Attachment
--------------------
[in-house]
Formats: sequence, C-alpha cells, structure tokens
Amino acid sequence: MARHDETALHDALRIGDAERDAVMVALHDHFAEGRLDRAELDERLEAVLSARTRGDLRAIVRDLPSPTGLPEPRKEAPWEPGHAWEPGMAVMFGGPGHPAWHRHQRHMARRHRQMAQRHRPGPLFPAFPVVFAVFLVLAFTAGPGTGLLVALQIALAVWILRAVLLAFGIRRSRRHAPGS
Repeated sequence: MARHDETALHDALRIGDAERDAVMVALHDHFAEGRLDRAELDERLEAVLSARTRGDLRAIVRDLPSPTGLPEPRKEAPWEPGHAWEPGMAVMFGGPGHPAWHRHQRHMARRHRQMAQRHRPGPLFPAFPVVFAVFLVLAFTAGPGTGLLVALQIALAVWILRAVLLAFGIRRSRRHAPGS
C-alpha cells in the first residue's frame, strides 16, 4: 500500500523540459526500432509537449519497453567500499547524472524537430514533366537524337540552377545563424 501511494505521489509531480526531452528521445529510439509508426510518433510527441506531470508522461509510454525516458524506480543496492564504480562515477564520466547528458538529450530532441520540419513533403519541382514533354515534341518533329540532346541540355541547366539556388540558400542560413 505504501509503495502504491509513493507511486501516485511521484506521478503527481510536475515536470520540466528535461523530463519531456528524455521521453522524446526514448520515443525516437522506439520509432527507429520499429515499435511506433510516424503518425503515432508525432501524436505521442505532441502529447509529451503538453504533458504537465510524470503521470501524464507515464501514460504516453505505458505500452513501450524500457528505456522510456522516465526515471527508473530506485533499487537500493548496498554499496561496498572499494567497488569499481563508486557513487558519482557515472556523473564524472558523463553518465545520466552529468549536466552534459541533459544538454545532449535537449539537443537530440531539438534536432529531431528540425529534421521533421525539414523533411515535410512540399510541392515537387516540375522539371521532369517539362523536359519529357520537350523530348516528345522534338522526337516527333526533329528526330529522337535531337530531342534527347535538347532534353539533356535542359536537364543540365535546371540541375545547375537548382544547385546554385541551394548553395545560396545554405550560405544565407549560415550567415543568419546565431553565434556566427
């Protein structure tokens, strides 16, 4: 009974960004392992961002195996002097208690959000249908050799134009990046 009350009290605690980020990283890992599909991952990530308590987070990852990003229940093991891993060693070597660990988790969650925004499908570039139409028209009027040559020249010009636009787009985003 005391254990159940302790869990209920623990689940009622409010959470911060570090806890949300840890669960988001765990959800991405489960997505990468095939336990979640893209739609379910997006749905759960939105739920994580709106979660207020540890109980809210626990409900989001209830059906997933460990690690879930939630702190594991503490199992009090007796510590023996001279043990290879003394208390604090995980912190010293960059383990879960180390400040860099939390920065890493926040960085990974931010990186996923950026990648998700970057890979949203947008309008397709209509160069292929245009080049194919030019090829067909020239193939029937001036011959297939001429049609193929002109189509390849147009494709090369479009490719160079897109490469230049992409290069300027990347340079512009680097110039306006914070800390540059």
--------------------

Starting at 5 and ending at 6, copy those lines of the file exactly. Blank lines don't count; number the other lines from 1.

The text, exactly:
C-alpha cells in the first residue's frame, strides 16, 4: 500500500523540459526500432509537449519497453567500499547524472524537430514533366537524337540552377545563424 501511494505521489509531480526531452528521445529510439509508426510518433510527441506531470508522461509510454525516458524506480543496492564504480562515477564520466547528458538529450530532441520540419513533403519541382514533354515534341518533329540532346541540355541547366539556388540558400542560413 505504501509503495502504491509513493507511486501516485511521484506521478503527481510536475515536470520540466528535461523530463519531456528524455521521453522524446526514448520515443525516437522506439520509432527507429520499429515499435511506433510516424503518425503515432508525432501524436505521442505532441502529447509529451503538453504533458504537465510524470503521470501524464507515464501514460504516453505505458505500452513501450524500457528505456522510456522516465526515471527508473530506485533499487537500493548496498554499496561496498572499494567497488569499481563508486557513487558519482557515472556523473564524472558523463553518465545520466552529468549536466552534459541533459544538454545532449535537449539537443537530440531539438534536432529531431528540425529534421521533421525539414523533411515535410512540399510541392515537387516540375522539371521532369517539362523536359519529357520537350523530348516528345522534338522526337516527333526533329528526330529522337535531337530531342534527347535538347532534353539533356535542359536537364543540365535546371540541375545547375537548382544547385546554385541551394548553395545560396545554405550560405544565407549560415550567415543568419546565431553565434556566427
């Protein structure tokens, strides 16, 4: 009974960004392992961002195996002097208690959000249908050799134009990046 009350009290605690980020990283890992599909991952990530308590987070990852990003229940093991891993060693070597660990988790969650925004499908570039139409028209009027040559020249010009636009787009985003 005391254990159940302790869990209920623990689940009622409010959470911060570090806890949300840890669960988001765990959800991405489960997505990468095939336990979640893209739609379910997006749905759960939105739920994580709106979660207020540890109980809210626990409900989001209830059906997933460990690690879930939630702190594991503490199992009090007796510590023996001279043990290879003394208390604090995980912190010293960059383990879960180390400040860099939390920065890493926040960085990974931010990186996923950026990648998700970057890979949203947008309008397709209509160069292929245009080049194919030019090829067909020239193939029937001036011959297939001429049609193929002109189509390849147009494709090369479009490719160079897109490469230049992409290069300027990347340079512009680097110039306006914070800390540059």